Prioritising Disclosures in the Annual Report

Research output: Contribution to journalJournal articleResearchpeer-review

Abstract

Drawing upon information economics, this paper presents a relative assessment of 24 of the most common disclosure items in the management commentary and notes sections of the annual report. We design and conduct an Internet survey using a large representative sample of users with an investment focus (n = 288) and preparers of annual reports (n = 89). Using cost-effectiveness analysis, an evaluation method widely used in healthcare economics, the balance between preparation costs and user satisfaction, relative to user demand is assessed. Our main findings show that corporate social responsibility and corporate governance, the least demanded disclosure items in the management commentary, are also costly items to prepare. Further, preparers do not consider indirect costs (i.e. competitive position costs and potential litigation costs) of information provided in the management commentary to be a major concern. With regard to the notes, we find that business combinations (IFRS 3), financial instruments (IFRS 7) and impairment tests (IAS 36) are highly demanded but are also among the items most costly to prepare, and users are less satisfied with these notes. The findings have important implications for practitioners and policy-makers and can be used for setting priorities.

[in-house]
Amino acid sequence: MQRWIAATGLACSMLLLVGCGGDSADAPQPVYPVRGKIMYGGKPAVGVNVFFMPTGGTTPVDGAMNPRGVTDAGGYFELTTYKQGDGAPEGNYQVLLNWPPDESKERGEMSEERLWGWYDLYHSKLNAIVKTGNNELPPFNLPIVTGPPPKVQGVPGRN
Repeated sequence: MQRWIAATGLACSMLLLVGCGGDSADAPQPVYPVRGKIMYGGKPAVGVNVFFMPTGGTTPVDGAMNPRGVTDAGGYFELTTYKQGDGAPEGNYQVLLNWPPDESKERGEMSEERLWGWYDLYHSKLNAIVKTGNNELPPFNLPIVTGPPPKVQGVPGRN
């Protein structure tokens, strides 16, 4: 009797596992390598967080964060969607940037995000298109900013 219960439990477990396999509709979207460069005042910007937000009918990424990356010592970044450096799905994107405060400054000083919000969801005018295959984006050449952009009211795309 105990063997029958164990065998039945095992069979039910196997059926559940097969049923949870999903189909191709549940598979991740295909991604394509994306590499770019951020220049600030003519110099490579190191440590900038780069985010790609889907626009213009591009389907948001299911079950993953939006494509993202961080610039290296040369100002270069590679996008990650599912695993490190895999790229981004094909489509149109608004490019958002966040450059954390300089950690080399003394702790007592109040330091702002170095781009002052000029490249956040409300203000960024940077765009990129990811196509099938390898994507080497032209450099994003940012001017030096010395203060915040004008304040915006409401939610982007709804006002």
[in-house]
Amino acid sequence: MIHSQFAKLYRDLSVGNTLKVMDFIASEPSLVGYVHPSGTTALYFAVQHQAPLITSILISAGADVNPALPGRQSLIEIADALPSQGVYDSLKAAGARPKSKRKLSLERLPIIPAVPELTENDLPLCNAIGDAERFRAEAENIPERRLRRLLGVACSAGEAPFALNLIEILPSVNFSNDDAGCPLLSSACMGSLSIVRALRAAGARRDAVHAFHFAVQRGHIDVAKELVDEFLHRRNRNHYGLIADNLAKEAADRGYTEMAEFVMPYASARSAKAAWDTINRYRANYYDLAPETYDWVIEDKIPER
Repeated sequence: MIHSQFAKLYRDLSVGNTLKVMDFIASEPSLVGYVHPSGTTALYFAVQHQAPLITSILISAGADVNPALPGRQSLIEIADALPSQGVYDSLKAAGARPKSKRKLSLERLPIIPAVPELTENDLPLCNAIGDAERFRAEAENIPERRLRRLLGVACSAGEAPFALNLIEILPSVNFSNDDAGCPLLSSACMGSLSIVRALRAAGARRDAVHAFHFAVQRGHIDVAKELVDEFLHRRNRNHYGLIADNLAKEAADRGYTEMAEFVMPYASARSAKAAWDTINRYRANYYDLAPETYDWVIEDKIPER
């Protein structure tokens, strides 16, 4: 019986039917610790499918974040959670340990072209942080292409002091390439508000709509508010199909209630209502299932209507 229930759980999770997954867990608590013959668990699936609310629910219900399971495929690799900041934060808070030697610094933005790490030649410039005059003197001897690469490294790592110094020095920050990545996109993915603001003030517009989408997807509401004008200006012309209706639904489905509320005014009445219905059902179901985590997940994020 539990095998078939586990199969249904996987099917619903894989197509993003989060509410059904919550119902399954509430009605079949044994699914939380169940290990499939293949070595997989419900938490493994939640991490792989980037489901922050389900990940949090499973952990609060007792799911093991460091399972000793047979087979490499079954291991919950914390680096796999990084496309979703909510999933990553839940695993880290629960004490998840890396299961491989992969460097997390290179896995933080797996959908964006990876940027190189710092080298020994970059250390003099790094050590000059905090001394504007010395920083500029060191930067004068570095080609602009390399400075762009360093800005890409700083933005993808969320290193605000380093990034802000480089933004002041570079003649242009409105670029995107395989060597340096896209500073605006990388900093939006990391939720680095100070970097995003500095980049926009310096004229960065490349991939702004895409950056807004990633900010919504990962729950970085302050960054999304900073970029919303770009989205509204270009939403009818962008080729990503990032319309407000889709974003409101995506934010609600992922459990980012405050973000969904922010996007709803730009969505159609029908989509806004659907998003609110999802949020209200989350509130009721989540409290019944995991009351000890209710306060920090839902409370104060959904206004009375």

Original languageEnglish
JournalAccounting and Business Research
Volume43
Issue number6
Pages (from-to)605-635
ISSN0001-4788
DOIs
Publication statusPublished - 2013

Cite this

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title = "Prioritising Disclosures in the Annual Report",
abstract = "Drawing upon information economics, this paper presents a relative assessment of 24 of the most common disclosure items in the management commentary and notes sections of the annual report. We design and conduct an Internet survey using a large representative sample of users with an investment focus (n = 288) and preparers of annual reports (n = 89). Using cost-effectiveness analysis, an evaluation method widely used in healthcare economics, the balance between preparation costs and user satisfaction, relative to user demand is assessed. Our main findings show that corporate social responsibility and corporate governance, the least demanded disclosure items in the management commentary, are also costly items to prepare. Further, preparers do not consider indirect costs (i.e. competitive position costs and potential litigation costs) of information provided in the management commentary to be a major concern. With regard to the notes, we find that business combinations (IFRS 3), financial instruments (IFRS 7) and impairment tests (IAS 36) are highly demanded but are also among the items most costly to prepare, and users are less satisfied with these notes. The findings have important implications for practitioners and policy-makers and can be used for setting priorities.",
keywords = "Annual report, Cost-effectiveness analysis, Disclosure, Management commentary, IFRS, Notes",
author = "{Riise Johansen}, Thomas and Thomas Plenborg",
year = "2013",
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language = "English",
volume = "43",
pages = "605--635",
journal = "Accounting and Business Research",
issn = "0001-4788",
publisher = "Routledge",
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}